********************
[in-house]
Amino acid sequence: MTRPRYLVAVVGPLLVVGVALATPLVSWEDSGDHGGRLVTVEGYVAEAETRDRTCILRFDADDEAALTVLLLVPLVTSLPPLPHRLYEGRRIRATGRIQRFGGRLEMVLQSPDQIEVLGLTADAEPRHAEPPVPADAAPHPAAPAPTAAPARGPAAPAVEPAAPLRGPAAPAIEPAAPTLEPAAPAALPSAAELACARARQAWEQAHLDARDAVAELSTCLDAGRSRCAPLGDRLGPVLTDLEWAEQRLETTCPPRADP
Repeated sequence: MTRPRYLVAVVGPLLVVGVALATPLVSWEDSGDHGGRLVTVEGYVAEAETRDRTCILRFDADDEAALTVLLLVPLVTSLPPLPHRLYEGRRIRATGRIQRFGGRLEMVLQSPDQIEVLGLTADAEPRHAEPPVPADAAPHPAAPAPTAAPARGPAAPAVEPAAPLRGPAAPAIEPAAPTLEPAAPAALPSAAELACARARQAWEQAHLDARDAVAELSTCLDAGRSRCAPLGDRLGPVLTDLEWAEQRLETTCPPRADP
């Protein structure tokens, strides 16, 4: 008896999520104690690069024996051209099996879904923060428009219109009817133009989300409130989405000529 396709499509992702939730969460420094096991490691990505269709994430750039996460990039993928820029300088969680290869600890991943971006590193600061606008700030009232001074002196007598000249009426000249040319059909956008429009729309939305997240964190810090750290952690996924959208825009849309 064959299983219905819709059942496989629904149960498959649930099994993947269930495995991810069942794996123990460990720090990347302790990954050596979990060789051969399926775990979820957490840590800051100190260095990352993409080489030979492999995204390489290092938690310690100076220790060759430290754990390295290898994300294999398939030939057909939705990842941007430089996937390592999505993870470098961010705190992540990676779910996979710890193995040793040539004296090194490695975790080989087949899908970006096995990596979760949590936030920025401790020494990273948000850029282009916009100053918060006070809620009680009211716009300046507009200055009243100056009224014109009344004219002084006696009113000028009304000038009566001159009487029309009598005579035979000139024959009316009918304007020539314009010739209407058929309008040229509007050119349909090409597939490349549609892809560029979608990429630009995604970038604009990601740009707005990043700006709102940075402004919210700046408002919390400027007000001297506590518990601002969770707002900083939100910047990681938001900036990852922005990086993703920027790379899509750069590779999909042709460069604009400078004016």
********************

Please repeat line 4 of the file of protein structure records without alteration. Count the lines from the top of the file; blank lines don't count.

């Protein structure tokens, strides 16, 4: 008896999520104690690069024996051209099996879904923060428009219109009817133009989300409130989405000529 396709499509992702939730969460420094096991490691990505269709994430750039996460990039993928820029300088969680290869600890991943971006590193600061606008700030009232001074002196007598000249009426000249040319059909956008429009729309939305997240964190810090750290952690996924959208825009849309 064959299983219905819709059942496989629904149960498959649930099994993947269930495995991810069942794996123990460990720090990347302790990954050596979990060789051969399926775990979820957490840590800051100190260095990352993409080489030979492999995204390489290092938690310690100076220790060759430290754990390295290898994300294999398939030939057909939705990842941007430089996937390592999505993870470098961010705190992540990676779910996979710890193995040793040539004296090194490695975790080989087949899908970006096995990596979760949590936030920025401790020494990273948000850029282009916009100053918060006070809620009680009211716009300046507009200055009243100056009224014109009344004219002084006696009113000028009304000038009566001159009487029309009598005579035979000139024959009316009918304007020539314009010739209407058929309008040229509007050119349909090409597939490349549609892809560029979608990429630009995604970038604009990601740009707005990043700006709102940075402004919210700046408002919390400027007000001297506590518990601002969770707002900083939100910047990681938001900036990852922005990086993703920027790379899509750069590779999909042709460069604009400078004016």